A pop singer is now making waves with her latest album, not just for its music, but for shedding light on violence against women in China. Tan Weiwei, also known as Sitar Tan, released her latest album 3811 on Friday. Each of its 11 tracks tells the story of a Chinese woman and highlights women’s rights, a rare display of social activism in Chinese pop culture.
One song in particular was met with overwhelming praise from Chinese netizens for raising awareness about violence against women in China.
“Our names are not Xiao Juan, pseudonyms are our last line of defense,” the song “Xiao Juan (Pseudonym)” begins. Xiao Juan is a name used in China for unidentified or anonymous individuals.
In the over three-minute track, Tan sings about the tragic survivors of domestic abuse who are often identified in news reports solely by pseudonyms.
Netizens quickly noticed references to real-life cases of chilling brutality against women. The song’s mentions of “fists,” “petrol,” and “acid” call to mind actual instances where Chinese women were beaten to death, doused with petrol and set on fire, and splashed with acid.
Many also interpreted the lyrics “flushed down the sewerage” as a reference to the grisly murder of a woman in Hangzhou, Zhejiang Province earlier this year. Her husband had dismembered her and flushed her remains down the toilet.
Soon after Tan’s album was released, the phrase “Tan Weiwei’s lyrics are so bold” became a trending topic on Chinese microblogging site Weibo, racking up over 330 million views. In a Weibo post, renowned Chinese composer Gao Xiaosong described the lyrics as “astounding.” They were written by lyricist Yi Yue, who also wrote the lyrics to several other songs in the album.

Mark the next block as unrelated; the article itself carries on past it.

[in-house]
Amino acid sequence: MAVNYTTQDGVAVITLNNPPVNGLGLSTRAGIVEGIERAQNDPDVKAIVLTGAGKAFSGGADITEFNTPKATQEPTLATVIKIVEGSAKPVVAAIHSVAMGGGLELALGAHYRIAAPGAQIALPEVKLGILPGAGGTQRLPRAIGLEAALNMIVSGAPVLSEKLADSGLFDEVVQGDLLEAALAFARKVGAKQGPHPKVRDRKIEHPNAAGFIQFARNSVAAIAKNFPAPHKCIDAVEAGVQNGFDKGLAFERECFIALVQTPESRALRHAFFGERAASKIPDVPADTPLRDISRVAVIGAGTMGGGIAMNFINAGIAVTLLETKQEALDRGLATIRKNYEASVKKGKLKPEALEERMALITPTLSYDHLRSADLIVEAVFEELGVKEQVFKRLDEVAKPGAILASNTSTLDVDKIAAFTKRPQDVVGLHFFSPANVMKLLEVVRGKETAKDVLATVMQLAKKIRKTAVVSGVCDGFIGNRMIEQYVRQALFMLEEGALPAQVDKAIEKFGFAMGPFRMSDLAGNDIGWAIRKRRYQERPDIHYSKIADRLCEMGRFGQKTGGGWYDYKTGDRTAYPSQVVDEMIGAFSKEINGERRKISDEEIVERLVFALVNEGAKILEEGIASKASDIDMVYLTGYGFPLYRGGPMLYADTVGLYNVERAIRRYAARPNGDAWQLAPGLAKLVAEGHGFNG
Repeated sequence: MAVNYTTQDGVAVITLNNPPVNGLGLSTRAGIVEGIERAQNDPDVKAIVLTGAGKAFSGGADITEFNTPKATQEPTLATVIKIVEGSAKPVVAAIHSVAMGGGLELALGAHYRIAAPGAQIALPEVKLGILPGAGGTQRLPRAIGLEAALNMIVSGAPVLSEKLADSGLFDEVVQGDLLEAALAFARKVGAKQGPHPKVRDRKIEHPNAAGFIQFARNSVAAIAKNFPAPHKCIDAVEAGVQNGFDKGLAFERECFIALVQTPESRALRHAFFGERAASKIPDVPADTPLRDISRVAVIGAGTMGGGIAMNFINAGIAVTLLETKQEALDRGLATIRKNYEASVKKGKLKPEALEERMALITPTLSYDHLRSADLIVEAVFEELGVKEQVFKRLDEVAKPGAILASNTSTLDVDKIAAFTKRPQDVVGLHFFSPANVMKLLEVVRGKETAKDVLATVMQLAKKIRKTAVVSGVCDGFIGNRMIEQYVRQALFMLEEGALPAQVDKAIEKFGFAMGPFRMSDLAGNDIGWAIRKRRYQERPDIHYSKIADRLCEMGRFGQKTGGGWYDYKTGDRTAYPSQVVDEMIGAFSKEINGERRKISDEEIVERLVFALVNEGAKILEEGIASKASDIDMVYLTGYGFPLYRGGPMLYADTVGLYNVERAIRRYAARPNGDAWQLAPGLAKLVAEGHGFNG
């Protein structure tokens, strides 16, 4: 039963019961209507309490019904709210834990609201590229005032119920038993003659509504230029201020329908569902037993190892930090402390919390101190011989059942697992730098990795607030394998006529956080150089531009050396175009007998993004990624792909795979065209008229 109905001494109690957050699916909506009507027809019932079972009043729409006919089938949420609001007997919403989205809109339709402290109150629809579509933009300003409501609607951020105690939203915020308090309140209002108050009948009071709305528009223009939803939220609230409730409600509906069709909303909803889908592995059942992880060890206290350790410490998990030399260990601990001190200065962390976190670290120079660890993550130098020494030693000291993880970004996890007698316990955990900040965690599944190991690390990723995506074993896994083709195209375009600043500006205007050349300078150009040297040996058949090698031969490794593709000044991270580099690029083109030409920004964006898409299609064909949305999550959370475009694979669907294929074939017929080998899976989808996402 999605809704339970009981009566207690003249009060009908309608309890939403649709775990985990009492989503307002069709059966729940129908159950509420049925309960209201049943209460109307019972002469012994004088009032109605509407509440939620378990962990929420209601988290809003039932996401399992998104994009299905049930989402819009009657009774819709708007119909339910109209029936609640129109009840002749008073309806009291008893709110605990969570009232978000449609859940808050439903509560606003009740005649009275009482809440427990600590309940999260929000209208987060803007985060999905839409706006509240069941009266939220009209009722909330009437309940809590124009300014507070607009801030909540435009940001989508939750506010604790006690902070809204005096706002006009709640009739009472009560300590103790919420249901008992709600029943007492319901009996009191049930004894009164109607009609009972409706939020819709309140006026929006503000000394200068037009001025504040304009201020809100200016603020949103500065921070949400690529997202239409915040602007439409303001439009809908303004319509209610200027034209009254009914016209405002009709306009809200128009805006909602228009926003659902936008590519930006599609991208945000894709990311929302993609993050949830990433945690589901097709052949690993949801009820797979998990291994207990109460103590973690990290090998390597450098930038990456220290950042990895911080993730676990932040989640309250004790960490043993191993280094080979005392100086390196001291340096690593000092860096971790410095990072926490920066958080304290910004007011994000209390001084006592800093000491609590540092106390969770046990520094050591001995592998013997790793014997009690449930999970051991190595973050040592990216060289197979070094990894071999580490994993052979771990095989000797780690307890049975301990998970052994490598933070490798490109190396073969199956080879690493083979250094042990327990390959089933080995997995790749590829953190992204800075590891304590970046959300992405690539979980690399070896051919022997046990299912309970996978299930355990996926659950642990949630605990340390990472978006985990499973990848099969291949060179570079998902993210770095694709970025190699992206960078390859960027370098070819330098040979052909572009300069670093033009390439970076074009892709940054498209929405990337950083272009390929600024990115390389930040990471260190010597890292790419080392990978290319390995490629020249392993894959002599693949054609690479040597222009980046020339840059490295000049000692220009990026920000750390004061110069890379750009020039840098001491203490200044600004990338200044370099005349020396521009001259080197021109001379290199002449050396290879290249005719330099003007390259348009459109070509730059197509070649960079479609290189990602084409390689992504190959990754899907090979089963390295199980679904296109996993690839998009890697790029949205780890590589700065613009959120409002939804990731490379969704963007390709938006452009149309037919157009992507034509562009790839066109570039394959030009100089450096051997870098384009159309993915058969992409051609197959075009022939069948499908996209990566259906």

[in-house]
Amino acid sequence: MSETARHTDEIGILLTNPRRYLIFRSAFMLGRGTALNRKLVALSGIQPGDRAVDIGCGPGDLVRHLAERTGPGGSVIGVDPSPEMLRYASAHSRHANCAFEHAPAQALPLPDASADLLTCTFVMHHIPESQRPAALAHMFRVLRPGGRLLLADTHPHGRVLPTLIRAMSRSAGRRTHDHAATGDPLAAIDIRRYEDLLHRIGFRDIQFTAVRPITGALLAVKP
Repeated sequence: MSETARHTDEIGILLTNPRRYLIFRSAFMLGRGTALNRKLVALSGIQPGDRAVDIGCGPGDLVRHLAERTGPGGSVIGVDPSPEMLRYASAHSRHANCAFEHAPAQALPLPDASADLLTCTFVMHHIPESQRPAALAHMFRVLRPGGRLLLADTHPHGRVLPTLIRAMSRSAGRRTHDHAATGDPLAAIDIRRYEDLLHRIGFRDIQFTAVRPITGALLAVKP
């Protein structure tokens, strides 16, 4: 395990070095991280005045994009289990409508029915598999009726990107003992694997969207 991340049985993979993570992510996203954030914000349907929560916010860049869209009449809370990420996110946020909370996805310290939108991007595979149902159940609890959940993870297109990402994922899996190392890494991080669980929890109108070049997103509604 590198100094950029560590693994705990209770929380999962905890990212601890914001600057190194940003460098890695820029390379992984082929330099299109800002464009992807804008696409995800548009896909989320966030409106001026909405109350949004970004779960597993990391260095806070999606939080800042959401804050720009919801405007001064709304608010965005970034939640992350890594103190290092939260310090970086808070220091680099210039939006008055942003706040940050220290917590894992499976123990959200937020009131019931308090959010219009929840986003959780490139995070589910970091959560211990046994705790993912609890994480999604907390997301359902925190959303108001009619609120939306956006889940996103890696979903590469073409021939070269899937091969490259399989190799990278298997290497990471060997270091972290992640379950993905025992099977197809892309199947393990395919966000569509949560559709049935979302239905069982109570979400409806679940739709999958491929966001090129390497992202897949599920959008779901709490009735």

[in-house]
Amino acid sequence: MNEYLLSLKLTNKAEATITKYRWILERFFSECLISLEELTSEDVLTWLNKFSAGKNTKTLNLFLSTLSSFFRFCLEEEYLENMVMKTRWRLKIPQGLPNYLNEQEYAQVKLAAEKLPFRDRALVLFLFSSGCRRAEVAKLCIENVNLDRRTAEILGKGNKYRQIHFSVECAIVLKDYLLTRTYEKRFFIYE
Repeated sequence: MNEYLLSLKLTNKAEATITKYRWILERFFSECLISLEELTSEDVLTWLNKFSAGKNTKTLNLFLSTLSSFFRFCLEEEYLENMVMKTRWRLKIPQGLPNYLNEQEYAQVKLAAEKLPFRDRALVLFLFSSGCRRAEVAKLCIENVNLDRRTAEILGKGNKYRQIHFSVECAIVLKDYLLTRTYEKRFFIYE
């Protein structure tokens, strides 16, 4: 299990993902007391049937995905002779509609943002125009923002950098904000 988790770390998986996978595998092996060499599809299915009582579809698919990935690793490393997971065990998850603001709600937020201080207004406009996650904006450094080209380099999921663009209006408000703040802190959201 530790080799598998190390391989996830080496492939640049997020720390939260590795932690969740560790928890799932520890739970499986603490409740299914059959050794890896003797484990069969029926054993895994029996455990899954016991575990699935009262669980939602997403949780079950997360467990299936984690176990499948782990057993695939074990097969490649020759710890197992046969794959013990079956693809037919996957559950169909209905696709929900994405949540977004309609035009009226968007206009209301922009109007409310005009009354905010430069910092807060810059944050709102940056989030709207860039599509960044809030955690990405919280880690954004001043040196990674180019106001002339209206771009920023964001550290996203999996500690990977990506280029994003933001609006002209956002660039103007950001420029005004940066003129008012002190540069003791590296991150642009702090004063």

Chinese netizens also applauded Tan for her courage to tackle uncomfortable social issues through her music. “It’s about time a celebrity sheds light on the oppression and abuse of women,” a Weibo user commented. “This is a voice the world needs,” wrote another.
Seemingly in response to netizens’ comments, Tan wrote on Weibo: “It’s not courage, but just a sense of responsibility.”
“The scary thing is, reality is even more chilling than the song lyrics,” commented a Weibo user, alluding to the shocking acts of violence against women that have been making national headlines.
In 2015, China passed its first law prohibiting all forms of domestic violence. However, the effectiveness of the law in reducing China’s domestic violence rate is still up for debate. Domestic violence remains a widespread problem in China, made worse during the COVID-19 pandemic due to home quarantine.
For all the hype surrounding Tan’s latest track, Dr. Ong Chang Woei, a professor of Chinese studies at the National University of Singapore, said that this song is “but one pop culture expression” of rising awareness about domestic violence. For example, the 2001 song “Dad, I’m Home” by Taiwanese singer Jay Chou broaches the same topic from the perspective of a child.
“These days, anything could cause an instant uproar in China’s cyberspace. The question really is its staying power,” Ong told VICE.
Nonetheless, for a society steeped in patriarchal culture, Tan’s latest musical endeavor may be seen as an important contribution in addressing what some call China’s “hidden epidemic.” Amid rising public awareness and inadequate legal protection, more and more survivors of domestic violence are just now starting to speak out.